Homeowners are interested in creating entertainment experiences at home. Searches for a home theater increased 190%.
Many homeowners had to get creative during Covid when gyms were closed. A Post-Covid design trend reveals they like working out at home. Searches on Houzz for “home gym” climbed 156% 2020 to 2021.
In addition to creating space for working out, many homeowners searched Houzz.com for ideas for personal space for hobbies that support mental well-being. Houzz searches for art studios increased 875%.
2. The Color Green is Popular Post-COVID
Green is in. Searches for green kitchen cabinets on Houzz.com were up 829%.
Green is trending for several reasons.
1. After years of whites, grays and cool blues, people are craving warmer hues. On the color spectrum, green is between warm and cool, so it’s a good transition between the two. Plus, it works well with white and gray, and also tans and creams.
2. Botanical themes are popular post-COVID in both fashion and interior design. Green fits in with anything organic, especially when it’s combined with natural woods. And natural wood finishes are being seen more frequently in cabinet finishes.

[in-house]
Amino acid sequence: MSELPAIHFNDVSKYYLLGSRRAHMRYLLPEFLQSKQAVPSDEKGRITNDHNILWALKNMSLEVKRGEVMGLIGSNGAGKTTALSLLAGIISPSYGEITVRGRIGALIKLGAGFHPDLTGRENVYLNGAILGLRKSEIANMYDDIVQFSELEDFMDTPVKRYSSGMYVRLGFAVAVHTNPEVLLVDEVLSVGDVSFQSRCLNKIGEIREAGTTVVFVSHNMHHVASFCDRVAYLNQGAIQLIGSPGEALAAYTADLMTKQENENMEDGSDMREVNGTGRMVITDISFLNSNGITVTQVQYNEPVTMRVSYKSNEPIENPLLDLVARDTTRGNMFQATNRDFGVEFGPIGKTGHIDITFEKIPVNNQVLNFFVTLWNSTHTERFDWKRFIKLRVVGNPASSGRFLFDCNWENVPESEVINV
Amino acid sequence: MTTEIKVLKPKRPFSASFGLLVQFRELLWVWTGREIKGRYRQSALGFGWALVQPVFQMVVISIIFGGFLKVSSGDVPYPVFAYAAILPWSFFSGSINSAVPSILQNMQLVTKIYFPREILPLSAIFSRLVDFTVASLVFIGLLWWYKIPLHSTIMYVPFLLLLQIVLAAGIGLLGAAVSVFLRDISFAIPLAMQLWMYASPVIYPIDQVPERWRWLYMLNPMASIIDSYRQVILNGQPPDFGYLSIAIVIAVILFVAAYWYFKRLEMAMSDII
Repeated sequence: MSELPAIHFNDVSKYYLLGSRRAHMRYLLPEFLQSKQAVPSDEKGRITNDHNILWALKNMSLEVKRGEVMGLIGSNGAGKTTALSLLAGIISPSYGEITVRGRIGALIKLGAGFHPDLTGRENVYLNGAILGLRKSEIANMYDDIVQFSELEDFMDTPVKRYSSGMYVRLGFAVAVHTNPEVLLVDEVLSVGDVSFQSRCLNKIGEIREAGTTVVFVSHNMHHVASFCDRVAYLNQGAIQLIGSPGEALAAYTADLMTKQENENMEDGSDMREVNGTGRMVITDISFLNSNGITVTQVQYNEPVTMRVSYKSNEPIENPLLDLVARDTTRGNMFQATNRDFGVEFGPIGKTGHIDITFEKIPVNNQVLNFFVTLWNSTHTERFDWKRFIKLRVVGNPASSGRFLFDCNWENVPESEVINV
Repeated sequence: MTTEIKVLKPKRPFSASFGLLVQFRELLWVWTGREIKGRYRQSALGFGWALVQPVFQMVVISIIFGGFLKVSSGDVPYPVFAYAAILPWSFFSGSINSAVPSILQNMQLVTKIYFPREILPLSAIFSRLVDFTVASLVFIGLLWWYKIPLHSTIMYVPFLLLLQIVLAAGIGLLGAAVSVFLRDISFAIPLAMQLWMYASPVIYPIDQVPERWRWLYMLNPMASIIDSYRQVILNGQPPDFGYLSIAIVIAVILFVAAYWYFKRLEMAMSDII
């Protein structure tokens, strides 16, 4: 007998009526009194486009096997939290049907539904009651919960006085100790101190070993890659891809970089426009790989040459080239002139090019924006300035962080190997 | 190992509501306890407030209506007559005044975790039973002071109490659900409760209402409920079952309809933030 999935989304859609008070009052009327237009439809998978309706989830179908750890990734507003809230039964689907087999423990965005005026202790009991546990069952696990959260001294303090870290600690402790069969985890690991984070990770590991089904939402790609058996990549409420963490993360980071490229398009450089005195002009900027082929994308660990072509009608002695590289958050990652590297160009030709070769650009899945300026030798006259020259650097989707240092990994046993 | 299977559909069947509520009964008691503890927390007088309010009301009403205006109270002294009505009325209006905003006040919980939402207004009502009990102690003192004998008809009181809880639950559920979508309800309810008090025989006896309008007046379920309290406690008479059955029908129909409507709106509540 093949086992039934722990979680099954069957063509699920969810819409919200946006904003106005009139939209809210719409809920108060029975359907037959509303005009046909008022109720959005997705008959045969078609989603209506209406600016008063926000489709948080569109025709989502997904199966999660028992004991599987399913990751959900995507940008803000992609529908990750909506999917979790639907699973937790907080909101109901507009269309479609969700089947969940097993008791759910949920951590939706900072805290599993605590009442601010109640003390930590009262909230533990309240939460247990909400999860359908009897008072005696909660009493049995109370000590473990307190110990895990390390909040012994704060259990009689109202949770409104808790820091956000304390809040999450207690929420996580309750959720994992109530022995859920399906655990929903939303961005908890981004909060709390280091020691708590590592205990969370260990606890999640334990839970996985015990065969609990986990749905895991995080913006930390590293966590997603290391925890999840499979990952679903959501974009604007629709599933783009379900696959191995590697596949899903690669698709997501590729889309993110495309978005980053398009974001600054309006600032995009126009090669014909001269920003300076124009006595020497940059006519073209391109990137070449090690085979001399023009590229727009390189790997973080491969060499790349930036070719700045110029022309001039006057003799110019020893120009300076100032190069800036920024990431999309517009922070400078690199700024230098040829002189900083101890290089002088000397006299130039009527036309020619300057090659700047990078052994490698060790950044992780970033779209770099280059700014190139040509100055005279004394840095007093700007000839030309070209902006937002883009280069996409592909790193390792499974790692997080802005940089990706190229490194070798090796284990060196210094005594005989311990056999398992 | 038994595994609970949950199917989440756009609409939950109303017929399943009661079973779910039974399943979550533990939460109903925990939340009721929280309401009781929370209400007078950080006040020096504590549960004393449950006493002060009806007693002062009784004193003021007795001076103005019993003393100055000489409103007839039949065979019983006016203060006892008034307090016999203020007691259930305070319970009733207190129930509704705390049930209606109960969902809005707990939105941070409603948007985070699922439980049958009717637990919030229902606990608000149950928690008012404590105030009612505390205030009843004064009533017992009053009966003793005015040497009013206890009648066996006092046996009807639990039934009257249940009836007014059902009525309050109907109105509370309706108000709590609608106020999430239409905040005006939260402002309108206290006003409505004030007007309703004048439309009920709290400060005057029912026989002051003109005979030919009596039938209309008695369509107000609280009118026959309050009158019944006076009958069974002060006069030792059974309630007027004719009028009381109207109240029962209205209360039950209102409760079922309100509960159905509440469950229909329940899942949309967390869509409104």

Green in the Bathroom
Searches for “green tile bathroom” on Houzz.com were up 771% over last year.
3. Flexible Design
Homeowners in quarantine wanted to get more use out of their homes. They search Houzz.com for ideas for flexible design details that create rooms with multiple functions.
Homes used to be designed with very clearly defined rooms. The kitchen was for cooking and maybe some entertaining. Dining rooms were designed for large tables for family meals or guests. Not anymore. Now, the dining room can be asked to function as an office, school room or home gym.
By installing bookcases and built-in desks, dining rooms are turned into multi-purpose rooms. Designers are doing a lot of things to make that room function more like a library or office and less like a dining room.
Another example of flexible design is where one room can double as a home office and TV room, and then convert into a guest bedroom when a murphy bed is installed. Searches on Houzz for “queen Murphy bed” were up 2,081%.
4. Outdoor Living
Many people were socializing with friends and family in their backyards because it felt safer during the pandemic. As a result, many backyards are getting a make-over with entertaining areas, especially outdoor kitchens. Outdoor kitchens, fire pits and pools are very popular.